TransLink is further paring its management ranks, eliminating its executive vice-president of policy and planning.
Michael Shiffer moved here three years ago from Chicago.
CEO Ian Jarvis said the position is being eliminated and not replaced, as part of a wider restructuring of departments to find savings after TransLink was denied the ability to raise an extra $20 million per year through fare hikes.
Jarvis sent a memo to staff Thursday saying the changes will help TransLink be “more strategic in the way we plan, operate and focus on customers.”
He called it a significant restructuring.
“I am confident that the changes will help us respond to the current environment and realize our commitment to delivering quality service for the millions of rides on our network each day in the most cost-effective and efficient way possible.”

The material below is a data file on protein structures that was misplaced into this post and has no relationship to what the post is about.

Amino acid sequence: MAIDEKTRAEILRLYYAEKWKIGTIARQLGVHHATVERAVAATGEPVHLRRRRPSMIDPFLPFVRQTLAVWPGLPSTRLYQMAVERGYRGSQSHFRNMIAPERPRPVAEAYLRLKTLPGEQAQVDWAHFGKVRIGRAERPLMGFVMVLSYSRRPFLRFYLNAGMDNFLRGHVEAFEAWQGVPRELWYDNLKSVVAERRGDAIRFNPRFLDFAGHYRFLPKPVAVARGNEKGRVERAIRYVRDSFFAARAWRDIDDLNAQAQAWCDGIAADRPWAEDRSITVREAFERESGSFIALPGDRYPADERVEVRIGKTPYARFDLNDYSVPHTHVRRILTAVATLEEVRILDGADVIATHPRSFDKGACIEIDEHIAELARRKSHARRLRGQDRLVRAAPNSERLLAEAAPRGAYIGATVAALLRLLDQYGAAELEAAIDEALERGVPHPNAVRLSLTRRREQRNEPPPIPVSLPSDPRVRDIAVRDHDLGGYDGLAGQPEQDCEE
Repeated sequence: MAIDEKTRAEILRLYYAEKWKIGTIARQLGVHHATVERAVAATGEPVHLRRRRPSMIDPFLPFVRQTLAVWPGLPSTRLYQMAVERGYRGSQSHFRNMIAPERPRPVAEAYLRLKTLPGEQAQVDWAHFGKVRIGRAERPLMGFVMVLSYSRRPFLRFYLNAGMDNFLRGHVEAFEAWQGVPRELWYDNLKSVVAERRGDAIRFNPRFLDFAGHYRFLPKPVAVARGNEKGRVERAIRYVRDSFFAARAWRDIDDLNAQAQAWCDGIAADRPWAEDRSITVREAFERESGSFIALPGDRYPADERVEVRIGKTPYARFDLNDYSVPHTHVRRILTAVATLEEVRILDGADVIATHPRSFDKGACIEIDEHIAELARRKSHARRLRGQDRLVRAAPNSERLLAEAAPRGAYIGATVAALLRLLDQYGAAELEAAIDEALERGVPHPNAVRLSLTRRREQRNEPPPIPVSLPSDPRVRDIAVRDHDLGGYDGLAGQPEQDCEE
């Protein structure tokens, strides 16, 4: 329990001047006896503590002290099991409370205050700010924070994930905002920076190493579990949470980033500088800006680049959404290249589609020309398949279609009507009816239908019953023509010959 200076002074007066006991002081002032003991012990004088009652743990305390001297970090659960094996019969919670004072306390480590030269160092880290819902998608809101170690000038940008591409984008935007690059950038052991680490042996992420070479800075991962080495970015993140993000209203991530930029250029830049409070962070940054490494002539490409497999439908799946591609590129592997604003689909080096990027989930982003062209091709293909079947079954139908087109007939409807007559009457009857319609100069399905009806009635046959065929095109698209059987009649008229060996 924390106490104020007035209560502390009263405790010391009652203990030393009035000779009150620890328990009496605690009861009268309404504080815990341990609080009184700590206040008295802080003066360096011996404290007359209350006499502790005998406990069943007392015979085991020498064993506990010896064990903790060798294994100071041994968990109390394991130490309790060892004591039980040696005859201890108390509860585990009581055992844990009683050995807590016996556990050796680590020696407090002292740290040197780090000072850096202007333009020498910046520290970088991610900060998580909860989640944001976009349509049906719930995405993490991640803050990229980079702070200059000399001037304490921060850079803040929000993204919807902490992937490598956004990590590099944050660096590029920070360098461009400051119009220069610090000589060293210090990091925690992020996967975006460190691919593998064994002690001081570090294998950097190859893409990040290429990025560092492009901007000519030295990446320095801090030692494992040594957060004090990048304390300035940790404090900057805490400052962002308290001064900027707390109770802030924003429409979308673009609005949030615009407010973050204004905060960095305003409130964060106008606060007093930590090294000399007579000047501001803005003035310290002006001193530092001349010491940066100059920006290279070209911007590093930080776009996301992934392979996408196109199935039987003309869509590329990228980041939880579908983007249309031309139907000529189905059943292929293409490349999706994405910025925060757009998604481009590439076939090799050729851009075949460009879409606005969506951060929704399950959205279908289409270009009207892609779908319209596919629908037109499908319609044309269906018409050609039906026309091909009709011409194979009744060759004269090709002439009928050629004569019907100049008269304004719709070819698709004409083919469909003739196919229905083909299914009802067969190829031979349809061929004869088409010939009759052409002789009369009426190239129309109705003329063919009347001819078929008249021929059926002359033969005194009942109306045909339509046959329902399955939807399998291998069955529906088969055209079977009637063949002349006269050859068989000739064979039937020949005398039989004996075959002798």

Eliminating the planning vice-president reduces the number of executives to 16 at TransLink and its subsidiaries, down from 22 in 2010.
TransLink has already thinned its senior ranks a number of times since 2009, when there were 28 executives and a review by B.C.’s Comptroller General called the structure excessive.
At that time, TransLink had additional executives at each of its subsidiaries, such as B.C. Rapid Transit Co. (SkyTrain), Coast Mountain Bus Co., AirCare and Transit Police.
Increasingly, senior managers have done double duty between TransLink itself and the various subsidiaries.
TransLInk is also under pressure to find more savings under a pending provincial audit to ensure $30 million per year worth of transit upgrades can proceed without raising the money from property taxes or a new revenue source.
The latest changes come after public criticism of executive bonuses at TransLink, which saw $325,000 in incentive pay distributed last year.